Around ca. -6,000, a new force landed on the shores of Westeros. Known as the Andals, these men hailed from across the Narrow Sea in Essos. They brought with them steel weapons and a new religion – the Faith of the Seven. With fervent zeal and numbers, the Andals began a long conquest of the continent. What started in the Vale soon stretched across the entire south. While the First Men and children fought valiantly, they could not stem the tide. As the trees of their gods burned, the children began to retreat beyond the Wall while the First Men fought to retain the North. They succeeded, and the men of the North today are still descended from the First Men – unique in the Seven Kingdoms. Today, the Andal’s religion is found across the country – with the exceptions of the North (who keep the old gods) and the Iron Islands, where the Andals were assimilated into the local faith of the Drowned God.
Valyria and the Seven Kingdoms
While not a part of the history of the Seven Kingdoms, we have to touch on the freehold of Valyria. Far to the east in Essos, shepherds found dragon eggs amongst the volcanoes of the Fourteen Fires. After they tamed the creatures, the Valyrians set about creating the greatest empire the world has ever known. For thousands of years they conquered much of Essos, destroying formerly great rivals, raising cities, and building roads. After nearly 5000 years, it was ended in an instant during the Doom. This unknown disaster, believed to have something to do with the volcano’s, destroyed much of the capital – ending the great Freehold, save for one noble family that had migrated to faraway Dragonstone years earlier…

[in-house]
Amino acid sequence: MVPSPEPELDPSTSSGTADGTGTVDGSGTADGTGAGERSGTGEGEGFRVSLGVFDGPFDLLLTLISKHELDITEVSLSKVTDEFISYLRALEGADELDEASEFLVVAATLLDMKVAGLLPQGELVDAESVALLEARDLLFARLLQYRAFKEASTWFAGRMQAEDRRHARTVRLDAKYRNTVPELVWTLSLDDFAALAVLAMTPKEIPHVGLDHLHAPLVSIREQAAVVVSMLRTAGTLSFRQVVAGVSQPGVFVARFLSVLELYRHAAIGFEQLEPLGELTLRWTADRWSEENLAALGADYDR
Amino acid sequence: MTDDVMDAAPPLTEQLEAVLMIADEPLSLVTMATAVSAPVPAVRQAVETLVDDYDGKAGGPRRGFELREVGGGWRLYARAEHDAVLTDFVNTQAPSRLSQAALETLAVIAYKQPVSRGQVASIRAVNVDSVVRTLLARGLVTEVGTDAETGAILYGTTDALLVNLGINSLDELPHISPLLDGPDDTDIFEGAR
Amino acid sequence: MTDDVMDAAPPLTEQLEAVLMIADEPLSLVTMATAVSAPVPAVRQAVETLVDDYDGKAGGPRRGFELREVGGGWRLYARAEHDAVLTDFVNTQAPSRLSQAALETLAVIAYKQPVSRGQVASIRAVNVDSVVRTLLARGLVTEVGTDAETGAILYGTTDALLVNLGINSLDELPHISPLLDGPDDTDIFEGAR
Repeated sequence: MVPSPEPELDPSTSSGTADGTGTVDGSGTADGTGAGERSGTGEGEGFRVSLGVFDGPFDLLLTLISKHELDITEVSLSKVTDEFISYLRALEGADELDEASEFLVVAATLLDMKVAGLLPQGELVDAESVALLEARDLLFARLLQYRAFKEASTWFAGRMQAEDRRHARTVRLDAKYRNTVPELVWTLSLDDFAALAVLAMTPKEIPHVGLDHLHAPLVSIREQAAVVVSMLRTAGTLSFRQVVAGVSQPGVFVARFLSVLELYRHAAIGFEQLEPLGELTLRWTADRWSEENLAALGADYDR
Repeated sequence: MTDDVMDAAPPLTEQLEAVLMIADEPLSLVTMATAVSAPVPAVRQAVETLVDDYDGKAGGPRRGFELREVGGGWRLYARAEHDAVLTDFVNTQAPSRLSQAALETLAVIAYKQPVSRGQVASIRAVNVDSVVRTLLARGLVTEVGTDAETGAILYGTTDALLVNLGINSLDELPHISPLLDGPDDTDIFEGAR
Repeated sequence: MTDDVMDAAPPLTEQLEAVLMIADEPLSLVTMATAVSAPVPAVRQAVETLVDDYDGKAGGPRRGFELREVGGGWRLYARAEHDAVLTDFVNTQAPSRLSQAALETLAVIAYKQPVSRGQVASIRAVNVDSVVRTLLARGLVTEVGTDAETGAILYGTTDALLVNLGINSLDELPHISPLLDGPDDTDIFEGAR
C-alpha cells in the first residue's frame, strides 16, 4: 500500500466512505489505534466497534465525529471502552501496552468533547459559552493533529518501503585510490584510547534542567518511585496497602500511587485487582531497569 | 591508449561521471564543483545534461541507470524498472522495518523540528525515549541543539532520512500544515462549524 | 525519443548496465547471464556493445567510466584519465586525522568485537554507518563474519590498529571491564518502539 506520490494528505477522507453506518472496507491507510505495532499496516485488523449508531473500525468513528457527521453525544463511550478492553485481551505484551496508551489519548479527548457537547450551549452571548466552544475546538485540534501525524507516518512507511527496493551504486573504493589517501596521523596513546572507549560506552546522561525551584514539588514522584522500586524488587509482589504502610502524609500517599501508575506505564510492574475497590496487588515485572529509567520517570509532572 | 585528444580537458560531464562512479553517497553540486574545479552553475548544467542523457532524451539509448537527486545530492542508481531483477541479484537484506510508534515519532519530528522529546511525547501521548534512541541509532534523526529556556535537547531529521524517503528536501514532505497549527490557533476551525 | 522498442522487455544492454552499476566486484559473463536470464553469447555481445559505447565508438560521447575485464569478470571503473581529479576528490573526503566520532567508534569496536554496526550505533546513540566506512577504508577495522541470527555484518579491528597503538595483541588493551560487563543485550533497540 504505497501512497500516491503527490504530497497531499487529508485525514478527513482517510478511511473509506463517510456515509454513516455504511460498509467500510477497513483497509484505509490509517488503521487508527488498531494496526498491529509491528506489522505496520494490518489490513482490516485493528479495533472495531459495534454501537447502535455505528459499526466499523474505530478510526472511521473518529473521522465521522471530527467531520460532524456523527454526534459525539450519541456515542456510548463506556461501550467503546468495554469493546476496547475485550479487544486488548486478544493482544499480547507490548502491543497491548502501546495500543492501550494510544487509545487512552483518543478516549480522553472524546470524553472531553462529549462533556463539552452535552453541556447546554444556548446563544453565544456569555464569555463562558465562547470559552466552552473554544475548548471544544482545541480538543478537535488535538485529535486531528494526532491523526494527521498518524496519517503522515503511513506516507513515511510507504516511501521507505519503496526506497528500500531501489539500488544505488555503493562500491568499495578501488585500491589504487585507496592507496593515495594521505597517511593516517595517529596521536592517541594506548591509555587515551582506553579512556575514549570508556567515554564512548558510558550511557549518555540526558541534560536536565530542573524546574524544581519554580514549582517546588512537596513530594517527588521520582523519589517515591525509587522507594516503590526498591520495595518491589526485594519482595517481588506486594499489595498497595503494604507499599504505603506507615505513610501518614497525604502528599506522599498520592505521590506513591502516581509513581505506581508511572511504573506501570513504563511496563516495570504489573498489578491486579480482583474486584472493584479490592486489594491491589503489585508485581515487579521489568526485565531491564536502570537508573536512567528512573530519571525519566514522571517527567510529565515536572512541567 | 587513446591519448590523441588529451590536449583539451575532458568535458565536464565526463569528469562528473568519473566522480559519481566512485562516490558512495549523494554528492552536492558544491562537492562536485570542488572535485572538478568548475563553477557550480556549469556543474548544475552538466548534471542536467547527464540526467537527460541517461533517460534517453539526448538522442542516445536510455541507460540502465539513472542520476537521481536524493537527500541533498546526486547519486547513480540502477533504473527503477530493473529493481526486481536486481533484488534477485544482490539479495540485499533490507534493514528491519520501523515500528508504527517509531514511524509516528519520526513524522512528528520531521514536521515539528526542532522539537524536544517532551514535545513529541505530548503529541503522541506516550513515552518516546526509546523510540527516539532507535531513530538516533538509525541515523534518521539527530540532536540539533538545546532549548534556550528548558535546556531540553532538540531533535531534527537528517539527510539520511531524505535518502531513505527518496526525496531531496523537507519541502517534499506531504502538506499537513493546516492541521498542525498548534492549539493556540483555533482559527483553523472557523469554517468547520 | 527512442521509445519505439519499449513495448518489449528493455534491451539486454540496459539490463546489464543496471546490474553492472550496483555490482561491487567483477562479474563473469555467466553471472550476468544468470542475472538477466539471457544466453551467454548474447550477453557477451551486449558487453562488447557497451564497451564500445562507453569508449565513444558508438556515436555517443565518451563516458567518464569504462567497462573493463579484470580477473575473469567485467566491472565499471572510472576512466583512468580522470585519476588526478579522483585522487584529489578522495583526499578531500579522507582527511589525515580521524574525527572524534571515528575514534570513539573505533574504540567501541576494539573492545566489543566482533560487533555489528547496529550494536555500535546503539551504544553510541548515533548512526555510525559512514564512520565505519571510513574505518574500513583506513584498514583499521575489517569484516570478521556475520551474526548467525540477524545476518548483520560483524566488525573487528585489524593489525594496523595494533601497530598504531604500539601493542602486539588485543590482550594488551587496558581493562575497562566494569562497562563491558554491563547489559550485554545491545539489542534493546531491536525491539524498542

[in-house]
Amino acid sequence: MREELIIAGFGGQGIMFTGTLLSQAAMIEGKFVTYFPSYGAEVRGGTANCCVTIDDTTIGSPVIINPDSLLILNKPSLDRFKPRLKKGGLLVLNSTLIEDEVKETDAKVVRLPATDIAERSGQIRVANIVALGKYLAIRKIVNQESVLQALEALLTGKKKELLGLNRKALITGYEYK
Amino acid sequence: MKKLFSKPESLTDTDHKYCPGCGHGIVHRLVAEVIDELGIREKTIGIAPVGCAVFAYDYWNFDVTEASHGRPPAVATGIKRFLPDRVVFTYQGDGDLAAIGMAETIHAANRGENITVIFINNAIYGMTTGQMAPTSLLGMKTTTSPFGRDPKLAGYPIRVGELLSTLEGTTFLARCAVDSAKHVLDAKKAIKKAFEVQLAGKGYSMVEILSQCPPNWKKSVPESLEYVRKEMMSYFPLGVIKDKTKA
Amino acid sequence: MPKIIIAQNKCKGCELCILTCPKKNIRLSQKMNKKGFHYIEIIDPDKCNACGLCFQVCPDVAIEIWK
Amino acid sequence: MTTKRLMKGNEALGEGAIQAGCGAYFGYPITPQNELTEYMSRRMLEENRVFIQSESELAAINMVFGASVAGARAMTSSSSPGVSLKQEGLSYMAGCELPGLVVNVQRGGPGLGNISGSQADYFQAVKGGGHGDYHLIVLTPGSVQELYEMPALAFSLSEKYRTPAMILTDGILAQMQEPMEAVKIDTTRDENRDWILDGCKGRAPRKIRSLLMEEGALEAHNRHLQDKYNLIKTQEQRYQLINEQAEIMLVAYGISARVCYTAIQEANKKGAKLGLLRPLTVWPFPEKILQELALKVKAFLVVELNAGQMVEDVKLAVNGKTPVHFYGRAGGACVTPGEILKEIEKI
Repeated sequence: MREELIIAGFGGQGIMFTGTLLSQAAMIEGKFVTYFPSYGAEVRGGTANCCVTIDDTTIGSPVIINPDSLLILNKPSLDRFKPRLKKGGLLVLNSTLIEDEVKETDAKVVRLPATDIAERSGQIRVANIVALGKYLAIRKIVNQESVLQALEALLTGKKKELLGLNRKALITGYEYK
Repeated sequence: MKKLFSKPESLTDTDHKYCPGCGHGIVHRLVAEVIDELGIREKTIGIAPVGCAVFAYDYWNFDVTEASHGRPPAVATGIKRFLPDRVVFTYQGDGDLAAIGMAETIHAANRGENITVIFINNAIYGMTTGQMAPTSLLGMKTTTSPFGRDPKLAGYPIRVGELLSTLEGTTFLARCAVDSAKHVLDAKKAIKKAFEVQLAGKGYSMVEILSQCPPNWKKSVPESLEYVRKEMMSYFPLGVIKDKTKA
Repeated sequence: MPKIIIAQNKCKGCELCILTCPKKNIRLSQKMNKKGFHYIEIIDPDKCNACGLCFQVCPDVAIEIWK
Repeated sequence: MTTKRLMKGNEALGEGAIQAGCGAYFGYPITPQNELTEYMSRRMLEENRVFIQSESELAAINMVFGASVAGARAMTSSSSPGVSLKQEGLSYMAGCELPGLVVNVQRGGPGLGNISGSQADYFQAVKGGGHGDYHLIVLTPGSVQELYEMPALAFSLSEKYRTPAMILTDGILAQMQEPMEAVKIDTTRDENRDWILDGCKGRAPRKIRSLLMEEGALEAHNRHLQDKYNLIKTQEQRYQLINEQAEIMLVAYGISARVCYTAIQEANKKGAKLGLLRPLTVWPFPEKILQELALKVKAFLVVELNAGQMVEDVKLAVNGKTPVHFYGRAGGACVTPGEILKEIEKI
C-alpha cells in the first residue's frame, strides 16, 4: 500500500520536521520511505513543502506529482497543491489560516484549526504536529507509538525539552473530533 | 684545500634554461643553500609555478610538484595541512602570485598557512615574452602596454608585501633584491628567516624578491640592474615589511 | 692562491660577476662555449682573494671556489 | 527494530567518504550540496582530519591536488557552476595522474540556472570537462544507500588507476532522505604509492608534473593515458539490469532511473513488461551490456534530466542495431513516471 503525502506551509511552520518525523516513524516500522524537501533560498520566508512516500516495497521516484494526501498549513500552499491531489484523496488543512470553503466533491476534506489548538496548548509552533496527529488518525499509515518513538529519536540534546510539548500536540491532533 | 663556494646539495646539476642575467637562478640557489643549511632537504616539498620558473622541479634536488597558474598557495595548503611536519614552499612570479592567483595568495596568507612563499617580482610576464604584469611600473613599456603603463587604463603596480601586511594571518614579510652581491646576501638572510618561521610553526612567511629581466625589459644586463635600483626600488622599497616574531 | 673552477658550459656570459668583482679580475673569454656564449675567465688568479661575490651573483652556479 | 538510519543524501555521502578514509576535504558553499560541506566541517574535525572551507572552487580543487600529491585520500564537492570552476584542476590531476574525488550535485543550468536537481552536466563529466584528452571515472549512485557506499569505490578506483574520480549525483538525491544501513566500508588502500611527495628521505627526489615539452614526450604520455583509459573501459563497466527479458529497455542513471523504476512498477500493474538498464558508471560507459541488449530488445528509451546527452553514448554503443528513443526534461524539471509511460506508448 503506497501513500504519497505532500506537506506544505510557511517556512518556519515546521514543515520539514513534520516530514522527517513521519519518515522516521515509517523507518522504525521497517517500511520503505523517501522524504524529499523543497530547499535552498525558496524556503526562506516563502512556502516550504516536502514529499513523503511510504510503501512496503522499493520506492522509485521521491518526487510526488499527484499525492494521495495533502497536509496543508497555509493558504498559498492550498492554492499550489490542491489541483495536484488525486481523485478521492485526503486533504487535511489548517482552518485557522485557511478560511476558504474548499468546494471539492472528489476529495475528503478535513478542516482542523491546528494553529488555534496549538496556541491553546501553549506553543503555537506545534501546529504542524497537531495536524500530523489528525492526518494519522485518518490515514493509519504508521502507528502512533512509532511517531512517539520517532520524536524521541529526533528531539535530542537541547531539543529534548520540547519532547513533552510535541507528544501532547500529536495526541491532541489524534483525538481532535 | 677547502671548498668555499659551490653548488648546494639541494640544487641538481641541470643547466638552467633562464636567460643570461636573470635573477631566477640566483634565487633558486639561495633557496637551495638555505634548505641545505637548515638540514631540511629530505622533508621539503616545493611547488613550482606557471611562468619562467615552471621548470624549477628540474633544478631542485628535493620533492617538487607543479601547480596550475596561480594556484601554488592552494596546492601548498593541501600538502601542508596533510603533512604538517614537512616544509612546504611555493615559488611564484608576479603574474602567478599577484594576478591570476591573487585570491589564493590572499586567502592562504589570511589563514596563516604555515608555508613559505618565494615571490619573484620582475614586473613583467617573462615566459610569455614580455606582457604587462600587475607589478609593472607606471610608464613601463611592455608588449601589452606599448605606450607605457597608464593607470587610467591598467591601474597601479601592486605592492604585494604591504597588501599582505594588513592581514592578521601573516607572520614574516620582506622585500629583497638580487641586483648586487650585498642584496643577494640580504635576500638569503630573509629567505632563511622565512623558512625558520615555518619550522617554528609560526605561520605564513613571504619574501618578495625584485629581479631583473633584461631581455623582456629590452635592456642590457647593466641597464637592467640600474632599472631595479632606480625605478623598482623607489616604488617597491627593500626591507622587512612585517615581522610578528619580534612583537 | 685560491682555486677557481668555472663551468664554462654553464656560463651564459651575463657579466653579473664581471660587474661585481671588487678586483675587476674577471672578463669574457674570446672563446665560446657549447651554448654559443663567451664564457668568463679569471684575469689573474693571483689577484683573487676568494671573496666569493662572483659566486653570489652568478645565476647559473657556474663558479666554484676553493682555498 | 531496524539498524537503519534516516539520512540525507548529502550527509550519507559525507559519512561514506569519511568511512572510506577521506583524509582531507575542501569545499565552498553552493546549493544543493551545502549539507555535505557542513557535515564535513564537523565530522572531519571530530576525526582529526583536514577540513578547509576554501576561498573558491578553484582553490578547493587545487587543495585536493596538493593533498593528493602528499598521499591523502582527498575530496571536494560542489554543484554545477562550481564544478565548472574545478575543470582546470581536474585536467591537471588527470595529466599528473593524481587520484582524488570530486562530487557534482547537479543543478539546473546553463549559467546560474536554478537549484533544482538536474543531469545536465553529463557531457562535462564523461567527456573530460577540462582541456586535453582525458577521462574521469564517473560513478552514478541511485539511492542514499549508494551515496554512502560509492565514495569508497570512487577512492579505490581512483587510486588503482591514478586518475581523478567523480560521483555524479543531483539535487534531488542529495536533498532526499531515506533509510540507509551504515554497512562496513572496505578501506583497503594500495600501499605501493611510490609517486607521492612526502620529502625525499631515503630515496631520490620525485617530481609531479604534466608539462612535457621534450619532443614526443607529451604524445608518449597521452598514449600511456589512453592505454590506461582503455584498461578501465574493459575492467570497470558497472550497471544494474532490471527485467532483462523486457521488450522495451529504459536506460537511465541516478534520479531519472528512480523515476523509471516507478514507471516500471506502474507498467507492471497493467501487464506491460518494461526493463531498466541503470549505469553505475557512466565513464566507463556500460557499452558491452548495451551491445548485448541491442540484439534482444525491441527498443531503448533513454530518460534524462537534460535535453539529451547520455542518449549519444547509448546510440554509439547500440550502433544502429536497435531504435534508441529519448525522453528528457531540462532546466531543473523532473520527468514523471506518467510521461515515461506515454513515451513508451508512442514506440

Heading back to Westeros, we find the Seven Kingdoms as we know it coming into being. Various lords still fought for supremacy (such as the Bolton’s and Starks in the North) while the borders constantly changed (especially in the centrally located Riverlands, where numerous other kingdoms laid claim to large tracts of land). Eventually, Harren the Black of the Iron Islands claimed the Riverlands and erected Harrenhal – the largest castle in the Seven Kingdoms – as his seat of power. By the end, these kingdoms would be known as; the Kingdom of the North, the Kingdom of the Mountain and Vale, the Kingdom of the Isles and Rivers, the Kingdom of the Rock, the Kingdom of the Reach, the Kingdom of the Storm, and Dorne.